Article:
The effect of a simultaneous dietary administration of xylitol and ethanol on bone resorption.
Our previous studies have shown that dietary xylitol supplementation diminishes bone resorption in rats, as well as protects against ovariectomy-induced increase of bone resorption during experimental osteoporosis. Interestingly, ethanol, when given simultaneously with xylitol, is known to increase blood concentration of xylitol. On the other hand, ethanol, when given alone, has been shown to increase bone resorption. The aim of the present study was to evaluate the effects of a simultaneous dietary administration of 10% xylitol and 10% ethanol on bone resorption. Bone resorption was determined using measurement of urinary excretion of hydrogen 3 (3H) radioactivity in 3H-tetracycline prelabeled rats. Already 4 days after the beginning of dietary supplementations, excretion of 3H was about 15% lower in the xylitol group (diet supplemented with 10% xylitol) and about 25% lower in the xylitol-ethanol group (diet supplemented with 10% xylitol and 10% ethanol) as compared to the controls. The excretion of 3H in these groups remained smaller than that of the controls throughout the entire study period of 40 days. The excretion of 3 H in the xylitol-ethanol group remained also smaller than that of the xylitol group. Bone mineral density and bone mineral content were determined with a peripheral quantitative computed tomography (pQCT) system from the rat tibiae at the end of the experiment. Trabecular bone mineral density and trabecular bone mineral content were significantly greater in the xylitol group and in the xylitol-ethanol group compared to the controls. They were also greater in the xylitol-ethanol group as compared to the xylitol group. Cortical bone mineral density and cortical bone mineral content did not differ significantly between the groups. In conclusion, a simultaneous dietary supplementation with 10% xylitol and 10% ethanol seems to diminish bone resorption and to increase trabecular bone mineral density and trabecular bone mineral content in rats. These effects seem to be stronger than the effects induced by 10% xylitol supplementation alone.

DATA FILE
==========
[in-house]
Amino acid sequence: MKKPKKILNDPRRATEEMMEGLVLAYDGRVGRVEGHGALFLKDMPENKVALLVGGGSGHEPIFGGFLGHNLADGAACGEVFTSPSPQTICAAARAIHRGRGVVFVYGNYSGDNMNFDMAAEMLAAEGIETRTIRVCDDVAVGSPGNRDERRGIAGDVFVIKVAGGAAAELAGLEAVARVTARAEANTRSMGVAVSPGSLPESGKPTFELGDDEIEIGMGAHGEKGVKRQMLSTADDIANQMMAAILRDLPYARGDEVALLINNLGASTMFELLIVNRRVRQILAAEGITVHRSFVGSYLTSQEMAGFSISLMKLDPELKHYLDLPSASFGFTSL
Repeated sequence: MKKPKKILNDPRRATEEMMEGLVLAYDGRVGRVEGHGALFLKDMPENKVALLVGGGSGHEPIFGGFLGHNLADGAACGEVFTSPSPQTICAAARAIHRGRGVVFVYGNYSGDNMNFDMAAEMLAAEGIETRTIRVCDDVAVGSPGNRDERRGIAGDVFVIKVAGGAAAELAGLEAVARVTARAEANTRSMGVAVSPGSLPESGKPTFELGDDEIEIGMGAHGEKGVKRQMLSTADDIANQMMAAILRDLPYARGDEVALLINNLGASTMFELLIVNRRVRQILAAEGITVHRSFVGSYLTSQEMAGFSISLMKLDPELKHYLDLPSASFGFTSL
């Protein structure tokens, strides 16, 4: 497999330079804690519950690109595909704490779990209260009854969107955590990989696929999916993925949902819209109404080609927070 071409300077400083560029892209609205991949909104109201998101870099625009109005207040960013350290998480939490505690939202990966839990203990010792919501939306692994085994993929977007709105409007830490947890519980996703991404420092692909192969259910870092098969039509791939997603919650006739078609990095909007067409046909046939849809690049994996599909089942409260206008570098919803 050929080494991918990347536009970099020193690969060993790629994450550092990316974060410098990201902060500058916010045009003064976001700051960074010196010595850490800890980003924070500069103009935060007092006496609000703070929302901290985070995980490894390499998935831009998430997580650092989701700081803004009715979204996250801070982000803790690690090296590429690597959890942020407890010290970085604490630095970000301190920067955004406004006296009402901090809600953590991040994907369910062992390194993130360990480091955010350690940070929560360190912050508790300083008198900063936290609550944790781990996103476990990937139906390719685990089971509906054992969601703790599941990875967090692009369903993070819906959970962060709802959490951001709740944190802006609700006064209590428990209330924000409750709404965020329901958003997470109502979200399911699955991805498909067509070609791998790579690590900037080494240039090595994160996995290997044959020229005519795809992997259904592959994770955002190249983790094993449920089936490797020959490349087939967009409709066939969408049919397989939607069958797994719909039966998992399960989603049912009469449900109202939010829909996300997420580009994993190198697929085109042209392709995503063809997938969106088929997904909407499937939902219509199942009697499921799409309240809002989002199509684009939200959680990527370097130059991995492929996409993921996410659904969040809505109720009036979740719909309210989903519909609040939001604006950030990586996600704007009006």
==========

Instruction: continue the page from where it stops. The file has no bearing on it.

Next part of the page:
Mattila PT, Kangasmaa H, Knuuttila ML
Metab. Clin. Exp. Apr 2005